Genotype analysis of the 6 experimental colonies identified 327 total subfamilies (34–77 per colony) from a total of 552 workers and 512 queens. This included 108 subfamilies (4–40 per colony) exclusively detected in workers and 130 subfamilies (5–55) exclusively detected in queens. An average of 40.21% of the queens produced per colony were from queen exclusive “cryptic” subfamilies.


    2. Hyperpolyandry:

    The identification of these cryptic “royal” subfamilies reveals that honey bee queens, already considered “hyperpolyandrous,” are mating with even more males than has been previously recognized. These results alter our understanding of reproductive behavior in honey bees, raising questions about the evolutionary implications of this phenomenon.

    If these results accurately reflect the subfamilial makeup in colonies of Apis mellifera, they cast into doubt the established concepts of honey bee reproductive behavior such as the degree of polyandry in honey bee queens.

    Given that the validity of these findings appears to be robust, there are two immediate implications that revise our understanding of honey bee reproduction: (1) there is a cryptic population of queen-biased patrilines within colonies that are consistently underrepresented in molecular-based estimates of honey bee polyandry, and (2) honey bee queens are mating more than previously recognized, as traditional mating estimates are calculated from worker populations using biased samples that often exclude the rare “royal” patrilines.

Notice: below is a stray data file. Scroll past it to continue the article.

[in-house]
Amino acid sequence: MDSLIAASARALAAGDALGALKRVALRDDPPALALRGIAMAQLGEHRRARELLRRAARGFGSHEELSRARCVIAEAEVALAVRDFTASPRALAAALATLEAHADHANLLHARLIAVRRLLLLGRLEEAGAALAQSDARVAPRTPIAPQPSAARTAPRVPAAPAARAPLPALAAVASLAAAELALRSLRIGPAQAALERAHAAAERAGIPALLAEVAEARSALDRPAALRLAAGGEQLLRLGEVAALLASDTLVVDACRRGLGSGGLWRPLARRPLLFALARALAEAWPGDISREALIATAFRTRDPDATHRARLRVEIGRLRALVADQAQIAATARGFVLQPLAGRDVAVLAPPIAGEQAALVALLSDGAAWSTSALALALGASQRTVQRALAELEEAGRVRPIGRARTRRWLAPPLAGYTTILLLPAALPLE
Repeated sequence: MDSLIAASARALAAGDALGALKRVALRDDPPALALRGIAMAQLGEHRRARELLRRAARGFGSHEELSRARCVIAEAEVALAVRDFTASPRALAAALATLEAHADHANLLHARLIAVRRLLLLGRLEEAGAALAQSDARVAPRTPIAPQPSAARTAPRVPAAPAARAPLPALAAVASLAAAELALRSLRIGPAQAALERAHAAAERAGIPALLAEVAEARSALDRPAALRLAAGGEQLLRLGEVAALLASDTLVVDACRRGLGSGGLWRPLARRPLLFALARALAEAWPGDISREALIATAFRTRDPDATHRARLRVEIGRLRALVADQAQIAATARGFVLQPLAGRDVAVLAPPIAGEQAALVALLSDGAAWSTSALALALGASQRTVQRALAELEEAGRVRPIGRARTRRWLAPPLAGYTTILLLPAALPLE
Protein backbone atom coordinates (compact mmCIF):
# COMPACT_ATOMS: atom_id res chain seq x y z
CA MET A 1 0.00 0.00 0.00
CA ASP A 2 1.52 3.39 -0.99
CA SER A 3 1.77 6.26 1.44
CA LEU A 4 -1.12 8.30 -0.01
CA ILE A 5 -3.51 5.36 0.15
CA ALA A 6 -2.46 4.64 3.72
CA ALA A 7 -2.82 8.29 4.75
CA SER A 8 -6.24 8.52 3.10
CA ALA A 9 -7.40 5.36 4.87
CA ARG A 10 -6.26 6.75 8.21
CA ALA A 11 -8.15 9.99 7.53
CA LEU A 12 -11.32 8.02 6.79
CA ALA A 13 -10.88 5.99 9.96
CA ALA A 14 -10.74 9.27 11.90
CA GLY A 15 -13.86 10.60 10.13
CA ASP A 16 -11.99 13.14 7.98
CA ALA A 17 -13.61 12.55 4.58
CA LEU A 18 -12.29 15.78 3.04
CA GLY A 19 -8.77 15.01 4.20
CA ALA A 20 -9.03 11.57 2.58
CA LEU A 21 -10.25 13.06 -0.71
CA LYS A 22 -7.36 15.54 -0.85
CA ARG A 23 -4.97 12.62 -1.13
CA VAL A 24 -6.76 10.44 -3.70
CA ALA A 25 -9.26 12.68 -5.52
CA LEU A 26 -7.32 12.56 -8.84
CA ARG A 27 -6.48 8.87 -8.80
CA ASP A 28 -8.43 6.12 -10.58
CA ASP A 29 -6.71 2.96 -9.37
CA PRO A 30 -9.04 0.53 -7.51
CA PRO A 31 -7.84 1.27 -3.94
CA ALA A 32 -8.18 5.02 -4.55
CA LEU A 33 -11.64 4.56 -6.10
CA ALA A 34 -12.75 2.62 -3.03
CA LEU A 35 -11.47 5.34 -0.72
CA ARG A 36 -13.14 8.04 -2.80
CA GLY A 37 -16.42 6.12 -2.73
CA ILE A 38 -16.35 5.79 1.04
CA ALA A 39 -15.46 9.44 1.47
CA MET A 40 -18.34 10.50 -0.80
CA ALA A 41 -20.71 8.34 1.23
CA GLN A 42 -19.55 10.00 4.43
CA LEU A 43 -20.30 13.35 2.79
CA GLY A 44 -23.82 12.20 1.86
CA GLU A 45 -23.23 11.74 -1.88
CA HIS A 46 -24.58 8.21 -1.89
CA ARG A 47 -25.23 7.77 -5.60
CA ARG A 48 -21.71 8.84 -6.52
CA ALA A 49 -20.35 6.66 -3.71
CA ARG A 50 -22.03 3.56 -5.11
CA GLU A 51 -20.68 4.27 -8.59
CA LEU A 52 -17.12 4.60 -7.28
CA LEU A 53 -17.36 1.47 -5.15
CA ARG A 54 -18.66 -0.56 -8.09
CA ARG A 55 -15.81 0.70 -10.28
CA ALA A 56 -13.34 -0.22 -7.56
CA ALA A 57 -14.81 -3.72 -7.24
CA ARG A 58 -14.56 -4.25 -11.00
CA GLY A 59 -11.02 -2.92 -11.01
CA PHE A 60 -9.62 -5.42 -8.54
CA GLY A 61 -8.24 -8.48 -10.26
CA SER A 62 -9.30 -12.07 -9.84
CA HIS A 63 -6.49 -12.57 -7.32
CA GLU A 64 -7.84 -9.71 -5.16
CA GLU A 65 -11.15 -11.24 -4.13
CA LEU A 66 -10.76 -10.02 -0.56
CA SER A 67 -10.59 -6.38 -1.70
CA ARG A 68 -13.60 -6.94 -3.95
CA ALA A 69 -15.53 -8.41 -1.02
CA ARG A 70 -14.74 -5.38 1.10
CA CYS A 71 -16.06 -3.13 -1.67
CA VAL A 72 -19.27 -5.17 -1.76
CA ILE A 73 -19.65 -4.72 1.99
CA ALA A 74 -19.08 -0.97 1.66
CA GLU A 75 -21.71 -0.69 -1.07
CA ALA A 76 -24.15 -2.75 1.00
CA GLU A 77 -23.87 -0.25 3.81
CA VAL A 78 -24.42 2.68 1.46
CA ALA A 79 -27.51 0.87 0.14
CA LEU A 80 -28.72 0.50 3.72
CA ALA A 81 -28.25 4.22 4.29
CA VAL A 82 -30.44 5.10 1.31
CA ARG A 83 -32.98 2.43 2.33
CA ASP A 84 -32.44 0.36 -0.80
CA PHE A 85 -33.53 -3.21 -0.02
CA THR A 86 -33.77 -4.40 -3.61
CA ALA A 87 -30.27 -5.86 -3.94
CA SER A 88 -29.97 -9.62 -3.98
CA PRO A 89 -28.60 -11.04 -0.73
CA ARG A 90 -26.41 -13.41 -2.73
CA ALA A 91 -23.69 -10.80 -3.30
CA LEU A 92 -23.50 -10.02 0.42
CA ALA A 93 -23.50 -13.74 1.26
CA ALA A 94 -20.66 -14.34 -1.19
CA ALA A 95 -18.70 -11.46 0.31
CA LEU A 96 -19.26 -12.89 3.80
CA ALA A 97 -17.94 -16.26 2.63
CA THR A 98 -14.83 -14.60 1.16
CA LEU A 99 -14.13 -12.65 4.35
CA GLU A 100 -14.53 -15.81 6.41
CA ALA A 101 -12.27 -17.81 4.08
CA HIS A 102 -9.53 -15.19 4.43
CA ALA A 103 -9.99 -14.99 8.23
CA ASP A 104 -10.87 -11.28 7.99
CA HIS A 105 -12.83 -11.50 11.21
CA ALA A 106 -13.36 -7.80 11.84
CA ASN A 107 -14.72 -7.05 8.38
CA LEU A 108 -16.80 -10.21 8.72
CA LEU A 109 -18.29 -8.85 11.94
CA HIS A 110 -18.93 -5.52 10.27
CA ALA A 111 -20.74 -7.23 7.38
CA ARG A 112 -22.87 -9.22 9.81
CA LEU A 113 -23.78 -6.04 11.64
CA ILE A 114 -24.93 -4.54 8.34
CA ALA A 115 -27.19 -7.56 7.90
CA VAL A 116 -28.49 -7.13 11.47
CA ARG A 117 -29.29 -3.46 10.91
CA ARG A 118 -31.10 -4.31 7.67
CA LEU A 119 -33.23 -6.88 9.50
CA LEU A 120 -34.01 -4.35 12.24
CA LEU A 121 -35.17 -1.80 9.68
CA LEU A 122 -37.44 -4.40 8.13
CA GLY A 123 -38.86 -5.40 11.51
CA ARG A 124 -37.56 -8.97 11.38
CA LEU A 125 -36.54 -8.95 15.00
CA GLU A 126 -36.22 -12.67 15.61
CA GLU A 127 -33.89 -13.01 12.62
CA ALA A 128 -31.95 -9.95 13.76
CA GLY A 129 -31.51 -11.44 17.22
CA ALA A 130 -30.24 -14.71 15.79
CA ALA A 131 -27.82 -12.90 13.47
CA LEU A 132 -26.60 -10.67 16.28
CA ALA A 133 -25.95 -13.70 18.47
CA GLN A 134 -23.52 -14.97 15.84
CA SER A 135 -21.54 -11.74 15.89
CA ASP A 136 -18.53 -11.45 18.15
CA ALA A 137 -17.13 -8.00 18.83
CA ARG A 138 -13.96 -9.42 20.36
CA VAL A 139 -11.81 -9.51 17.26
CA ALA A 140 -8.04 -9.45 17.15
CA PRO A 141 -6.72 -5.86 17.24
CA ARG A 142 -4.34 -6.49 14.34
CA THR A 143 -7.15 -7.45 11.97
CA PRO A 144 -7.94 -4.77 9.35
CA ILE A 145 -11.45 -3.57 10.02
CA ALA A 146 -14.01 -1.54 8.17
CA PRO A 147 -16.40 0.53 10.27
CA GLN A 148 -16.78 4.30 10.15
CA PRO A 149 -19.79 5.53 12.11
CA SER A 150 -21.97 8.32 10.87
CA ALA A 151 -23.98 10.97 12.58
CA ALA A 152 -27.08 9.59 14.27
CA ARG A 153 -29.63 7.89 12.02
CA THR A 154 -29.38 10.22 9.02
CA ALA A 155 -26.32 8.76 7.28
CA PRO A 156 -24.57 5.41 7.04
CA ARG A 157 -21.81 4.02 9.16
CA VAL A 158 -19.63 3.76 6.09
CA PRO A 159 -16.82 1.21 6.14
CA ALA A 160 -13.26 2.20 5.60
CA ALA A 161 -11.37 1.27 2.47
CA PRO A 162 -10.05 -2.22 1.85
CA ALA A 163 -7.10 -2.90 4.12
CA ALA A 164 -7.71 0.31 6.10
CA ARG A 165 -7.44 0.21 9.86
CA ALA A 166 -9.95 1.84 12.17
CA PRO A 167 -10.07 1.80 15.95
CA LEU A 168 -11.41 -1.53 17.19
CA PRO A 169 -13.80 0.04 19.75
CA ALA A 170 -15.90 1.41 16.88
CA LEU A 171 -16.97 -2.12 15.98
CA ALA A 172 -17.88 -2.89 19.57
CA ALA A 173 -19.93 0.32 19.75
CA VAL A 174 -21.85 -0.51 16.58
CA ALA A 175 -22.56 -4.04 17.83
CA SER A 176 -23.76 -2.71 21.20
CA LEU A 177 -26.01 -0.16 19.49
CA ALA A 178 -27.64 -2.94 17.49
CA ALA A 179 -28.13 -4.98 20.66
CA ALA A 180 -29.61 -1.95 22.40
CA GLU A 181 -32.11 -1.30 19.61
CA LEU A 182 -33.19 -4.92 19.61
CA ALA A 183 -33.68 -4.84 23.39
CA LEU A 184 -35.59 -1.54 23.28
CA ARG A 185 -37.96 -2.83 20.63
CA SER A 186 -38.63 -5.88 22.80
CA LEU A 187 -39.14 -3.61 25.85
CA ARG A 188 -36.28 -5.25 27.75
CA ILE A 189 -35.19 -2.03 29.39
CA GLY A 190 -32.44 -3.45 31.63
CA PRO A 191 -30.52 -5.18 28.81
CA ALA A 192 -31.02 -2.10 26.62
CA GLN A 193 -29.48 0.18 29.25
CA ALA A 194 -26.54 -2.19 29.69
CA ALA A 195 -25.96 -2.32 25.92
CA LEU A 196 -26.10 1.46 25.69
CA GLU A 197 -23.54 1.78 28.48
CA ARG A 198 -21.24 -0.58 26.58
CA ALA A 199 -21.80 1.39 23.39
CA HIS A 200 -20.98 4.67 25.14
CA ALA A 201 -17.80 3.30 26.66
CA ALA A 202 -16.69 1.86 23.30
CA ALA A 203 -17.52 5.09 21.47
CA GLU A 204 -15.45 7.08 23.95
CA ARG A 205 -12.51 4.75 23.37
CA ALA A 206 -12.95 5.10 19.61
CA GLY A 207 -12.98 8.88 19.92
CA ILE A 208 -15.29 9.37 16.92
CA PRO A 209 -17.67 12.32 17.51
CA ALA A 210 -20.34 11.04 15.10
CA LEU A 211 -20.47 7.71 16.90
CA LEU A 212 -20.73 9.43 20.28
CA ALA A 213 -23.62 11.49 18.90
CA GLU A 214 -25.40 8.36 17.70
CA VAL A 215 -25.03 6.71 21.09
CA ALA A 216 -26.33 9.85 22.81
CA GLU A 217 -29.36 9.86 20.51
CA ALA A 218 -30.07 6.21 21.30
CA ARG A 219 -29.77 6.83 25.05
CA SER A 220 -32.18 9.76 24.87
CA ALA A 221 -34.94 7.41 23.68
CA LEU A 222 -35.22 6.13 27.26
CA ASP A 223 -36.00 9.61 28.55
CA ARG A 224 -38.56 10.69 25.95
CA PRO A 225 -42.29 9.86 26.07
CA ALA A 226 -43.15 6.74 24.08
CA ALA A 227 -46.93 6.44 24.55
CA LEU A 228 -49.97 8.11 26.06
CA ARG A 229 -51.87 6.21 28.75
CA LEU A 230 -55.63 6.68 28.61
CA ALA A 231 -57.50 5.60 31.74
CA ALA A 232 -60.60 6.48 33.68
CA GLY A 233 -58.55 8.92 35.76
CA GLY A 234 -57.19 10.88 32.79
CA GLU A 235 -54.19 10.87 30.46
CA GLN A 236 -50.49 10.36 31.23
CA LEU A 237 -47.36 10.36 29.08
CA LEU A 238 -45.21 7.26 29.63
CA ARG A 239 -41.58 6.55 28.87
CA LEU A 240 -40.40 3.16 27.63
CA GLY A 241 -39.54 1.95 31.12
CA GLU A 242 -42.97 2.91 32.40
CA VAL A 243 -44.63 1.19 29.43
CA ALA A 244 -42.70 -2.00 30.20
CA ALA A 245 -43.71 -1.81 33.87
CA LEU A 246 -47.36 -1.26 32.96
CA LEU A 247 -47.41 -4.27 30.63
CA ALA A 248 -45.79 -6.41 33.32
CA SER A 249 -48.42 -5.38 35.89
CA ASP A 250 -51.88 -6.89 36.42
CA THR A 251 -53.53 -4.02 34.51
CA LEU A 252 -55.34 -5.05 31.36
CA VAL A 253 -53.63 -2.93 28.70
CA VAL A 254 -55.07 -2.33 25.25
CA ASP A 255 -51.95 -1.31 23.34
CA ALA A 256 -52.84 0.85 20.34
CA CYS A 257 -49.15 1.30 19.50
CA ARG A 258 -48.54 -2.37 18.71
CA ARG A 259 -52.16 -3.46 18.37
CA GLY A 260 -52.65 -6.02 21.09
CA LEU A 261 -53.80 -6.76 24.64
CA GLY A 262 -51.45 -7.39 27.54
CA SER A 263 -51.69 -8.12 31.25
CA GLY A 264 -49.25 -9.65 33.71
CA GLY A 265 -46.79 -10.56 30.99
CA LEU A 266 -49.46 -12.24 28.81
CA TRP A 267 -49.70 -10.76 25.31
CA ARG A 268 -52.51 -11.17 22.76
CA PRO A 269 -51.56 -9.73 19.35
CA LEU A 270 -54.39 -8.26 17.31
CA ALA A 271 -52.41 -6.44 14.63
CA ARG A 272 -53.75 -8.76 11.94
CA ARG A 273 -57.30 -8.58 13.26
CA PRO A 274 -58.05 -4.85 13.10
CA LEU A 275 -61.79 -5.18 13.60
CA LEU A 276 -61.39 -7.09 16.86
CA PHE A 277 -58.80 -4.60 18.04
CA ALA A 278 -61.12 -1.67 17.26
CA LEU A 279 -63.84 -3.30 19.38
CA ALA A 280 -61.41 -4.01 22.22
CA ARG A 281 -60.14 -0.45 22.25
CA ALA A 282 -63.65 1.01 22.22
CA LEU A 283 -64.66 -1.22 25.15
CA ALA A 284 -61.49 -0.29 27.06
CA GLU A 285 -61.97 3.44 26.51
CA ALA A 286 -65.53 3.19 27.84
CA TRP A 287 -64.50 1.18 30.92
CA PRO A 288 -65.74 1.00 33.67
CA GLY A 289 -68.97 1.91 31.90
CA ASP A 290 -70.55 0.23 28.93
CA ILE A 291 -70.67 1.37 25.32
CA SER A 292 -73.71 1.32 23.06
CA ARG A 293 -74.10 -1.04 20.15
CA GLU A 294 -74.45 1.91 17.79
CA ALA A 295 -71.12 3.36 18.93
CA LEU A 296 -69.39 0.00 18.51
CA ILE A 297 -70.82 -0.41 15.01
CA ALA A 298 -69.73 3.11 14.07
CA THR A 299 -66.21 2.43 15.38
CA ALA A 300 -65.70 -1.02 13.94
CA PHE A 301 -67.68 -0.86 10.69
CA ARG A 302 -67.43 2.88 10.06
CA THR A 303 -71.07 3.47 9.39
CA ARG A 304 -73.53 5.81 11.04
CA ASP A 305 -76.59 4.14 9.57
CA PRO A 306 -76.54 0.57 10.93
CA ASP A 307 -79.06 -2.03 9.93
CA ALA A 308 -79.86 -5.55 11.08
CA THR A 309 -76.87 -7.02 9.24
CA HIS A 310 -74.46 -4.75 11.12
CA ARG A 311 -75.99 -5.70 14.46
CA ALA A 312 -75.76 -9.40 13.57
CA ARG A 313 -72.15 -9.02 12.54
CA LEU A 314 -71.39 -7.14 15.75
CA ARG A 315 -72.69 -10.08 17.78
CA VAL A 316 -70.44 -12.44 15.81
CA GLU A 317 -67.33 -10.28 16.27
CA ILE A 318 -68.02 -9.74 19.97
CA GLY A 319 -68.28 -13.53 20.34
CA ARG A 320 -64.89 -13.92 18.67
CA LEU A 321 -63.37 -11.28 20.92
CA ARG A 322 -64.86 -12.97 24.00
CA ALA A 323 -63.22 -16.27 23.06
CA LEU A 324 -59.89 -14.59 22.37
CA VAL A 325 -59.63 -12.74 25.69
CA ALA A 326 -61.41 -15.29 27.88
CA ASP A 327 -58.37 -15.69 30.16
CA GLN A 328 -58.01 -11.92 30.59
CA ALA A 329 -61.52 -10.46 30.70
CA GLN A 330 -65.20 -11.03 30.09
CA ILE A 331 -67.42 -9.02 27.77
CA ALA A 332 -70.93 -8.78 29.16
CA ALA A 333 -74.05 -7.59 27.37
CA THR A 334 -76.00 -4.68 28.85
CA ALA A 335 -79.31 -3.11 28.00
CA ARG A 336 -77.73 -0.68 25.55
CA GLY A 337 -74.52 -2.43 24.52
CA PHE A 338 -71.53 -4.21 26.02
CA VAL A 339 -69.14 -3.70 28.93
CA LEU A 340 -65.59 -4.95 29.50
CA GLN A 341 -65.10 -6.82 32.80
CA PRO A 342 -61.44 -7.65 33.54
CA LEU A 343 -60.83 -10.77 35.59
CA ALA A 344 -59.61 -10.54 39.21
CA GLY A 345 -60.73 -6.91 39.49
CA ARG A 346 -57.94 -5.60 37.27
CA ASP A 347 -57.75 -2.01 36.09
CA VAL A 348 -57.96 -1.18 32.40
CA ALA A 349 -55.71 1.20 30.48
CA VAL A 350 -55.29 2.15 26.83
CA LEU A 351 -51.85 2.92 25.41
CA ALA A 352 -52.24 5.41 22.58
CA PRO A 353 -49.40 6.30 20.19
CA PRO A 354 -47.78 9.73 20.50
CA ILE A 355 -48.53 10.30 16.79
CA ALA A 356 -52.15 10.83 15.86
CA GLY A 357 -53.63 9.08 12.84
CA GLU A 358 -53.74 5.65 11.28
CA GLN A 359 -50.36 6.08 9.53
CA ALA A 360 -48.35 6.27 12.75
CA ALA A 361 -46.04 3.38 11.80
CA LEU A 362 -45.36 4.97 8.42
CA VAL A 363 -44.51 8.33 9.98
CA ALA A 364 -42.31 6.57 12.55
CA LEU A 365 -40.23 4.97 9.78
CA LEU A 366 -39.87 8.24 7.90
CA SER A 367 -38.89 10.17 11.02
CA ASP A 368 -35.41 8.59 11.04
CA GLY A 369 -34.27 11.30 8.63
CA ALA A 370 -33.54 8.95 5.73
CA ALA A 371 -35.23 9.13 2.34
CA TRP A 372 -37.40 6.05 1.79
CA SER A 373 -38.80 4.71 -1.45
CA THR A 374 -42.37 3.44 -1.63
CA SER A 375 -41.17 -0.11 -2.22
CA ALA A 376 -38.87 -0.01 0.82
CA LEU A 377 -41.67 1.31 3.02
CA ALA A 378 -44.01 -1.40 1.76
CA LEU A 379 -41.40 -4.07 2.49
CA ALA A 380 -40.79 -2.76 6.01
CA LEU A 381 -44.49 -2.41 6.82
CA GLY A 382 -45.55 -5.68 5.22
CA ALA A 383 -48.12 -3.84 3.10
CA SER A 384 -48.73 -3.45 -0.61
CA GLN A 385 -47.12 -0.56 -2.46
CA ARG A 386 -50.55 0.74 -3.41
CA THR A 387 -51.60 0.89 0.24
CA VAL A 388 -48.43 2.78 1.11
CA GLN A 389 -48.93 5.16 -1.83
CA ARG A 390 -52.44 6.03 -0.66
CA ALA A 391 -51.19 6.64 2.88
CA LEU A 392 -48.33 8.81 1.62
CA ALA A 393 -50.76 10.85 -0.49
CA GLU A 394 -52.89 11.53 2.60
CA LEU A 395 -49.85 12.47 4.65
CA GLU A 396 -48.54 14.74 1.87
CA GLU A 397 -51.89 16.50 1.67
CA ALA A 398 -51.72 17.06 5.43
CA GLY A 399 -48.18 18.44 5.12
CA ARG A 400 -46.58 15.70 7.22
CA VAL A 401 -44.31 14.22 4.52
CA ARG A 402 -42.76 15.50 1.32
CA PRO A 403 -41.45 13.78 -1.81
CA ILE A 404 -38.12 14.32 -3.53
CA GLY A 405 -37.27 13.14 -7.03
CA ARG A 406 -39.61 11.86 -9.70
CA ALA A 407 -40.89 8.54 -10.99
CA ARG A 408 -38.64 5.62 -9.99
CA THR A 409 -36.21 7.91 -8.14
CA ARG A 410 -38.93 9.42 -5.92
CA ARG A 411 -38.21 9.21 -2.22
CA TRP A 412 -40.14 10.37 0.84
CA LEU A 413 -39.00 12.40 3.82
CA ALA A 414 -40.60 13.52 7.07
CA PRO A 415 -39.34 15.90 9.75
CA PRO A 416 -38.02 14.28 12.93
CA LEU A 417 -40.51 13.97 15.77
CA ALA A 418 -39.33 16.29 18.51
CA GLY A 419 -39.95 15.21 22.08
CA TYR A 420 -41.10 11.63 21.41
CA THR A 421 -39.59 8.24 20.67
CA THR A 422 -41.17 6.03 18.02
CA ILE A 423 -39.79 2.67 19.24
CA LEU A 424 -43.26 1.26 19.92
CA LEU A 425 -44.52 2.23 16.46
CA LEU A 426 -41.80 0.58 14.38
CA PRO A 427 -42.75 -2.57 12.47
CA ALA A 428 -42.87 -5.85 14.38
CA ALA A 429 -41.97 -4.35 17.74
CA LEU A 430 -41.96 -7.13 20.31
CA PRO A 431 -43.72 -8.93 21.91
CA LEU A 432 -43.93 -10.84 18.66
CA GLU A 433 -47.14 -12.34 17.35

3. The Tension Between Castes:

    A complex behavior such as queen selection—with its huge implications on future colony survival, relative subfamily fitness, and individual fitness of the candidate larvae—is certainly evolving under the pressures of multiple forces of selection. While many of the specific details and mechanisms are still to be determined, at this point we may safely conclude that, while inclusive fitness for nepotism may favor the individual level during emergency queen rearing, that advantage is profoundly overridden by opposing selective forces acting at multiple levels favoring cooperation and altruism.